Weekend reads: Sugar paper tussle at a reunion; “Sex, lies, and video-taped experiments;” p-value harm?
The week at Retraction Watch featured the retraction of a psychology paper because of manipulation by an unnamed graduate student, and a tale about the cost of being a whistleblower, even when you’re successful. Here’s what was happening elsewhere:
- Andrew Larkin has a Harvard Medical School reunion coming up. So does NEJM editor Jeffrey Drazen. Sparks may fly in a debate over 50-year-old sugar papers. The latest from our co-founders in STAT.
- “In my opinion, null hypothesis testing and p-values have done significant harm to science.” (Frank Harrell, Statistical Thinking blog)
- “Scientists like to think that such blatant dishonesty is rare, but I myself have witnessed several serious cases of scientific misconduct, from major data manipulation to outright fabrication.” There need to be stringent demands for proof of scientists’ work, says Timothy D. Clark. (Nature)
- The National Hockey League has subpoenaed Boston University research records on studies of chronic traumatic encephalopathy, but scientists worry that giving access to their data would “impose an incredible burden and disrupt…[their] operations.” (Rick Westhead, TSN)
- Yes, you can try too hard to force an acronym. Here are Six Examples of Wistful Acronyms in Scientific Papers (SEXWASP). (Academia Obscura)
- “We rarely get the opportunity to watch a chilling effect in action, but you can almost see the breath of researchers caught up in a debate over the proper role of scientists in the crisis.” Our co-founders ask: Should scientists engage in activism? (The Conversation)
- Research is susceptible to reporting bias, and journals aren’t doing enough to combat it, says the author of a new paper on the subject. (John Elmes, Times Higher Education)
- “Unfortunately, many studies are analysed or presented so poorly that readers find it difficult to find and interpret the key results. This means that many studies can mislead readers.” (Paul Glasziou, The BMJ Opinion)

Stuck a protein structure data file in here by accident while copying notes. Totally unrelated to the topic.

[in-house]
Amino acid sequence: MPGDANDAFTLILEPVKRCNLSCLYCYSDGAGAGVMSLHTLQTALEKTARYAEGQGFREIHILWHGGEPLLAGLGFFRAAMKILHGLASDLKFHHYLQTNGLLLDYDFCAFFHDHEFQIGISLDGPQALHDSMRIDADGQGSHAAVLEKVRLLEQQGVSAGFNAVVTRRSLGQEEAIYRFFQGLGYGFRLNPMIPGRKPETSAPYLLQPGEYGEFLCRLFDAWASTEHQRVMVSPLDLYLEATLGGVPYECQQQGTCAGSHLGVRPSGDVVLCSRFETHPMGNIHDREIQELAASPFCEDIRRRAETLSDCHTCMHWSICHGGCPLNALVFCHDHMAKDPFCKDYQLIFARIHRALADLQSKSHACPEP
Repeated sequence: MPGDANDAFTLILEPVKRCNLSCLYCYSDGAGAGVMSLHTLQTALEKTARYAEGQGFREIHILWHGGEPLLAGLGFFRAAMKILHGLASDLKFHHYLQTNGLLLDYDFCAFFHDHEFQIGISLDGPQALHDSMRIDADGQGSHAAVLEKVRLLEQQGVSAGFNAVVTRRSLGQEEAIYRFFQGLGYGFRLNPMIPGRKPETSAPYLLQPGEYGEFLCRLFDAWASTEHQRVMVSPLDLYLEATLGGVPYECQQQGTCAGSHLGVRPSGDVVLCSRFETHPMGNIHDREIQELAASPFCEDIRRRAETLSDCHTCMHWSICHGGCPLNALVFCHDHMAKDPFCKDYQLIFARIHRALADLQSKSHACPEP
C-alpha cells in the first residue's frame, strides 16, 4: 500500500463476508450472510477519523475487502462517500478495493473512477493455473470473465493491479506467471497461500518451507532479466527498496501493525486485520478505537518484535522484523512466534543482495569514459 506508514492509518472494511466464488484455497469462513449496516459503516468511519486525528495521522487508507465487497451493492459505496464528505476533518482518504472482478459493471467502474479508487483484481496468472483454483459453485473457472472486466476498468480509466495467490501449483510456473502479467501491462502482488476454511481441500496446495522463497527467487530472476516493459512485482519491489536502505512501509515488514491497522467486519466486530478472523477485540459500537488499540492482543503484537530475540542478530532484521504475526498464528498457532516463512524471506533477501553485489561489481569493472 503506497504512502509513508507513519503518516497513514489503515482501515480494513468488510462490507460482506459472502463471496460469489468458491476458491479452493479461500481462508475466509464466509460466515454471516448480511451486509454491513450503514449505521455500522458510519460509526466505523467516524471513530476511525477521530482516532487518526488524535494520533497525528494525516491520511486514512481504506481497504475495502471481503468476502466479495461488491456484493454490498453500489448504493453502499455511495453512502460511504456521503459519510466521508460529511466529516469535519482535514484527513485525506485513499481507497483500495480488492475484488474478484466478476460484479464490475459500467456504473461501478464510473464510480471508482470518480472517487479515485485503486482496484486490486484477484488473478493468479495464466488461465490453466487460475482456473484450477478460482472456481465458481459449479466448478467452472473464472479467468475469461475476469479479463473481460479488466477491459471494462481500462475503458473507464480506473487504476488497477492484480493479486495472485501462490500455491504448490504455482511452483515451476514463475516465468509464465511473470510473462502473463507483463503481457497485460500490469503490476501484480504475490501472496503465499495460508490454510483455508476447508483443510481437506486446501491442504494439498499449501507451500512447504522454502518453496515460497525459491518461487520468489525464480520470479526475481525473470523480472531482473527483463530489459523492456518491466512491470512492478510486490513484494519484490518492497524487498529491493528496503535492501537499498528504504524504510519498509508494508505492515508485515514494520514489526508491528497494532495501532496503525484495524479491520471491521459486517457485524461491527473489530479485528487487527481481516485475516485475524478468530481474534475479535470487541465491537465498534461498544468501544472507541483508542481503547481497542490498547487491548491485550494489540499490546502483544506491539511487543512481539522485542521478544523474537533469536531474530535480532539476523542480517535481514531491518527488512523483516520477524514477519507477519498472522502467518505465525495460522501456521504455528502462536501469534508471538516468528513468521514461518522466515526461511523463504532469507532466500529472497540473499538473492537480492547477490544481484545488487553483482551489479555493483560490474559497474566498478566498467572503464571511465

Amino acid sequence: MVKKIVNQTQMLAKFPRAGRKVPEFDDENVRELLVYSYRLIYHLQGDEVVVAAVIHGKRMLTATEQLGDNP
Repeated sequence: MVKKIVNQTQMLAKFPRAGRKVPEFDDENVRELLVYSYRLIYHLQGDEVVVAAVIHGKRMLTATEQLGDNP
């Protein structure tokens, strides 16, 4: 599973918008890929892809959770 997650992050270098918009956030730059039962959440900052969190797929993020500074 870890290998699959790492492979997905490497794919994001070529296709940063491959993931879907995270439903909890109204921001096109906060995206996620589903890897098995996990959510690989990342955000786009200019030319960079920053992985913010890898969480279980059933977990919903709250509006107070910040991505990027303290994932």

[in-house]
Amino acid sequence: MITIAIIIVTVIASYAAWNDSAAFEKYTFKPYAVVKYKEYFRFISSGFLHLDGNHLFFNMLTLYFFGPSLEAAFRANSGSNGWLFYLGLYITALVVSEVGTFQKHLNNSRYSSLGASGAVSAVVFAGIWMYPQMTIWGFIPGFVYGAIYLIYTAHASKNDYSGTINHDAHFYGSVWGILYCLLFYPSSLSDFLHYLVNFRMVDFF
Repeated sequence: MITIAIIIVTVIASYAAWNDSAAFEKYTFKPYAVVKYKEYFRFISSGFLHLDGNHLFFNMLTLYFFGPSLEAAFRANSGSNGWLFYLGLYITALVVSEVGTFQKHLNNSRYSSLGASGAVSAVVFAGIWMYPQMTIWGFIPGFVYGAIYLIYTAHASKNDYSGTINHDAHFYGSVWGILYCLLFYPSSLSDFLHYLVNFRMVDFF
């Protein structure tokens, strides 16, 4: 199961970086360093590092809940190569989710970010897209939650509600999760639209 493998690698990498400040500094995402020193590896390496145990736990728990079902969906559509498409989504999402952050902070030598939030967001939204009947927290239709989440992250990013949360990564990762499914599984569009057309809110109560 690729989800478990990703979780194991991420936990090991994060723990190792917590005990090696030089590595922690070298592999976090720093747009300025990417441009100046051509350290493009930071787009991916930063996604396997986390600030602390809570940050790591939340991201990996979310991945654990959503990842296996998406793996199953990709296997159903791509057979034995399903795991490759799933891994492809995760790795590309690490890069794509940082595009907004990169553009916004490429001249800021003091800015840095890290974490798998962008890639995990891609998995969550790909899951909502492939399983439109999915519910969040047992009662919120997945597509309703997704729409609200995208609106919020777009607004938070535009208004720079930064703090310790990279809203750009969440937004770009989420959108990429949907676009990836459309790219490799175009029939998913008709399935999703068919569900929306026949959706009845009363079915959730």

- Algorithms can review scientific papers faster and in bulk than human reviewers, but that’s not necessarily better. Our co-founder Adam Marcus discusses the pros and cons of A.I. in publishing on Science Friday.
- “It’s starting to look as though accessibility of publications increases in waves, with those waves arriving in different intervals, geographically and by academic discipline: 2020 looks like the year to watch now.” (Hilda Bastian, PLOS Blogs)
- “The plan to rely on the consensus of authority figures seems to me to have the fatal flaw that some of the authority figures endorse junk science.” Psychology’s authority figures aren’t helping the state of the field, says Andrew Gelman.
- Even though Brazilian law allows for copying portions of court sentences without citation, the Minister of Justice Alexandre de Moraes may be in hot water for copying portions intended for teaching purposes. And an update. (Maurice Tuffani, Direto Da Ciencia, in Portuguese)
- Sharon McCulloch, who has been researching academics’ writing practices, says there’s tension between university expectations and individual career goals. (The LSE Impact Blog)
- A journal will retract a study “because of concerns that its data on the safety of liver transplantation involved organs sourced from executed prisoners in China,” Dalmeet Singh Chawla reports in Science.
- What can we learn from tweets linking to research papers? ask the authors of a new paper in Scientometrics. (sub req’d)
- A new study “suggests that peer-reviewed publications are much more dominated by non-university academics than we previously thought.” (Scientometrics, sub req’d)
- What factors influence unethical authorship behavior for research papers? (BMJ Journal of Medical Ethics, sub req’d)
- The reproducibility crisis may be caused in part by scientists pushed to make their results seem more novel than they actually are, says Jeffrey Flier. (Maulik Pathak, Livemint)
- The chair of the U.S. House Science Committee wants a 2015 Science paper on climate change retracted. But a critic says the data were “not trumped up data in any way shape or form.” (AP)
- Two senior scientists at India’s Bhabha Atomic Research Centre get in a fistfight over misconduct allegations. (Munish Pandey, Mumbai Mirror) See our coverage of one of the researchers, who has a history of plagiarism, here.
- Why we should all be concerned about predatory publishers. (Graham Kendall, The Conversation)
- Our co-founder Ivan Oransky discusses Retraction Watch, its supporters and detractors, and how to tackle misconduct. (Marie Lambert-Chan, Quebec Science, in French)
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